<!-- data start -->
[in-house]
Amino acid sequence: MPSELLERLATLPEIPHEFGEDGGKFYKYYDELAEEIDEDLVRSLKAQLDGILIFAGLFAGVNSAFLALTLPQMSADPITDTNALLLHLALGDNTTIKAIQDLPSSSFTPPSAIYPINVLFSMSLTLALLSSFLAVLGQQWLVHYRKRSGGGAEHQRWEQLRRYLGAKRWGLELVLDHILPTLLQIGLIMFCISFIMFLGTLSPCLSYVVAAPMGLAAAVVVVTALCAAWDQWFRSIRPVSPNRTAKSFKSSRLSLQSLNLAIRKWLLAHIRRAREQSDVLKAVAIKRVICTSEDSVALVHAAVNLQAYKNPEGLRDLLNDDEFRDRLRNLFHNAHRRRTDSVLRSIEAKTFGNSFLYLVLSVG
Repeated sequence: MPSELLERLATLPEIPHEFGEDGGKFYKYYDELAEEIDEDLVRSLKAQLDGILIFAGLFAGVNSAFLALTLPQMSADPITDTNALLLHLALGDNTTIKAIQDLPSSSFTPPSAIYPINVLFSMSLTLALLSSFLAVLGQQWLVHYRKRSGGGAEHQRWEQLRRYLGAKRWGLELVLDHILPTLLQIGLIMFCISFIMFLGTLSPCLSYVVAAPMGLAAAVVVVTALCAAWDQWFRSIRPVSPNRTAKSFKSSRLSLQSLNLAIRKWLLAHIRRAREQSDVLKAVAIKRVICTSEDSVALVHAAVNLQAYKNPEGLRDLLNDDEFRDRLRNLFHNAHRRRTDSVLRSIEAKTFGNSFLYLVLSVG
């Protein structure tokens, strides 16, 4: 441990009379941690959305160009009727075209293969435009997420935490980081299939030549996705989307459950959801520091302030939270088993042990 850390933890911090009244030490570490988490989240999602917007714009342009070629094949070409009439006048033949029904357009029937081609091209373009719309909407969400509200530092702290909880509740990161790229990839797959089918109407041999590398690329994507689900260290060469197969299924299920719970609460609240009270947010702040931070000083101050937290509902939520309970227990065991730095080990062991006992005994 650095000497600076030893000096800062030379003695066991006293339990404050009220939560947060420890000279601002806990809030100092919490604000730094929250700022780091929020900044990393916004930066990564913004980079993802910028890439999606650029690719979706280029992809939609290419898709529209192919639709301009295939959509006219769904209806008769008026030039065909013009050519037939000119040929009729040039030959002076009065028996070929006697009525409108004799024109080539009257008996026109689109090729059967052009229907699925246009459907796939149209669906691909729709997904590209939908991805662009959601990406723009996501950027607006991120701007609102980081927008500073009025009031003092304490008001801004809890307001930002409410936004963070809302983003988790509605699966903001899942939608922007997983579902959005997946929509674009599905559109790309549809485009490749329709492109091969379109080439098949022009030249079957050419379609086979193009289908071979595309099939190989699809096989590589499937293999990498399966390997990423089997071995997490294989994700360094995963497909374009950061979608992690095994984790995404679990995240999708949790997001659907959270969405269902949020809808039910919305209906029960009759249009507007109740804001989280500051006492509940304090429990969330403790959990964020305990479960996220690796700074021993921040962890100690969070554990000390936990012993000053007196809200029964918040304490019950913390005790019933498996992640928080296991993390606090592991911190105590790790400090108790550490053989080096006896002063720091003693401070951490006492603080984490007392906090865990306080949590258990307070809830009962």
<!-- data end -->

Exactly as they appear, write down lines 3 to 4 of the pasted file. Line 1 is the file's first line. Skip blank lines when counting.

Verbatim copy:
Repeated sequence: MPSELLERLATLPEIPHEFGEDGGKFYKYYDELAEEIDEDLVRSLKAQLDGILIFAGLFAGVNSAFLALTLPQMSADPITDTNALLLHLALGDNTTIKAIQDLPSSSFTPPSAIYPINVLFSMSLTLALLSSFLAVLGQQWLVHYRKRSGGGAEHQRWEQLRRYLGAKRWGLELVLDHILPTLLQIGLIMFCISFIMFLGTLSPCLSYVVAAPMGLAAAVVVVTALCAAWDQWFRSIRPVSPNRTAKSFKSSRLSLQSLNLAIRKWLLAHIRRAREQSDVLKAVAIKRVICTSEDSVALVHAAVNLQAYKNPEGLRDLLNDDEFRDRLRNLFHNAHRRRTDSVLRSIEAKTFGNSFLYLVLSVG
């Protein structure tokens, strides 16, 4: 441990009379941690959305160009009727075209293969435009997420935490980081299939030549996705989307459950959801520091302030939270088993042990 850390933890911090009244030490570490988490989240999602917007714009342009070629094949070409009439006048033949029904357009029937081609091209373009719309909407969400509200530092702290909880509740990161790229990839797959089918109407041999590398690329994507689900260290060469197969299924299920719970609460609240009270947010702040931070000083101050937290509902939520309970227990065991730095080990062991006992005994 650095000497600076030893000096800062030379003695066991006293339990404050009220939560947060420890000279601002806990809030100092919490604000730094929250700022780091929020900044990393916004930066990564913004980079993802910028890439999606650029690719979706280029992809939609290419898709529209192919639709301009295939959509006219769904209806008769008026030039065909013009050519037939000119040929009729040039030959002076009065028996070929006697009525409108004799024109080539009257008996026109689109090729059967052009229907699925246009459907796939149209669906691909729709997904590209939908991805662009959601990406723009996501950027607006991120701007609102980081927008500073009025009031003092304490008001801004809890307001930002409410936004963070809302983003988790509605699966903001899942939608922007997983579902959005997946929509674009599905559109790309549809485009490749329709492109091969379109080439098949022009030249079957050419379609086979193009289908071979595309099939190989699809096989590589499937293999990498399966390997990423089997071995997490294989994700360094995963497909374009950061979608992690095994984790995404679990995240999708949790997001659907959270969405269902949020809808039910919305209906029960009759249009507007109740804001989280500051006492509940304090429990969330403790959990964020305990479960996220690796700074021993921040962890100690969070554990000390936990012993000053007196809200029964918040304490019950913390005790019933498996992640928080296991993390606090592991911190105590790790400090108790550490053989080096006896002063720091003693401070951490006492603080984490007392906090865990306080949590258990307070809830009962």